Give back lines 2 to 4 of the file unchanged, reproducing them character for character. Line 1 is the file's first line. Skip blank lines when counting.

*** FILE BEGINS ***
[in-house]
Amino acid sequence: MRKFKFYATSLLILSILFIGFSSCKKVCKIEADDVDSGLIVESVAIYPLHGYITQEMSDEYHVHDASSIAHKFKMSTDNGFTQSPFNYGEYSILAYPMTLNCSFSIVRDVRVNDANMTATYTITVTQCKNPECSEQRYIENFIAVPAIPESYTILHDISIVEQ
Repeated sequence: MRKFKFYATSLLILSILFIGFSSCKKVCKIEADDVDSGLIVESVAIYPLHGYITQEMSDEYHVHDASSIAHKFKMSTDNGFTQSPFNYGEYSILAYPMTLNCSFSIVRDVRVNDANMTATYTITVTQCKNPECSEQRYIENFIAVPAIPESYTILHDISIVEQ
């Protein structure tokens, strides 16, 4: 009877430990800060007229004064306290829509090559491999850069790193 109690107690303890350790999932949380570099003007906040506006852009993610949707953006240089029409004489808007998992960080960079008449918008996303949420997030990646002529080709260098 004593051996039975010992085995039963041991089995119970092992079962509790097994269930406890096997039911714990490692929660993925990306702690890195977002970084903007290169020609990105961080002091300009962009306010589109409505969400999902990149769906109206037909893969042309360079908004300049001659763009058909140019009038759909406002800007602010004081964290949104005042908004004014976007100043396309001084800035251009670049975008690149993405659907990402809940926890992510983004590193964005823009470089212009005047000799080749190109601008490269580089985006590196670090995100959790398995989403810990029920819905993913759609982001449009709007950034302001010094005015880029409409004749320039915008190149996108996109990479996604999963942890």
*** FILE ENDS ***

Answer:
Amino acid sequence: MRKFKFYATSLLILSILFIGFSSCKKVCKIEADDVDSGLIVESVAIYPLHGYITQEMSDEYHVHDASSIAHKFKMSTDNGFTQSPFNYGEYSILAYPMTLNCSFSIVRDVRVNDANMTATYTITVTQCKNPECSEQRYIENFIAVPAIPESYTILHDISIVEQ
Repeated sequence: MRKFKFYATSLLILSILFIGFSSCKKVCKIEADDVDSGLIVESVAIYPLHGYITQEMSDEYHVHDASSIAHKFKMSTDNGFTQSPFNYGEYSILAYPMTLNCSFSIVRDVRVNDANMTATYTITVTQCKNPECSEQRYIENFIAVPAIPESYTILHDISIVEQ
């Protein structure tokens, strides 16, 4: 009877430990800060007229004064306290829509090559491999850069790193 109690107690303890350790999932949380570099003007906040506006852009993610949707953006240089029409004489808007998992960080960079008449918008996303949420997030990646002529080709260098 004593051996039975010992085995039963041991089995119970092992079962509790097994269930406890096997039911714990490692929660993925990306702690890195977002970084903007290169020609990105961080002091300009962009306010589109409505969400999902990149769906109206037909893969042309360079908004300049001659763009058909140019009038759909406002800007602010004081964290949104005042908004004014976007100043396309001084800035251009670049975008690149993405659907990402809940926890992510983004590193964005823009470089212009005047000799080749190109601008490269580089985006590196670090995100959790398995989403810990029920819905993913759609982001449009709007950034302001010094005015880029409409004749320039915008190149996108996109990479996604999963942890």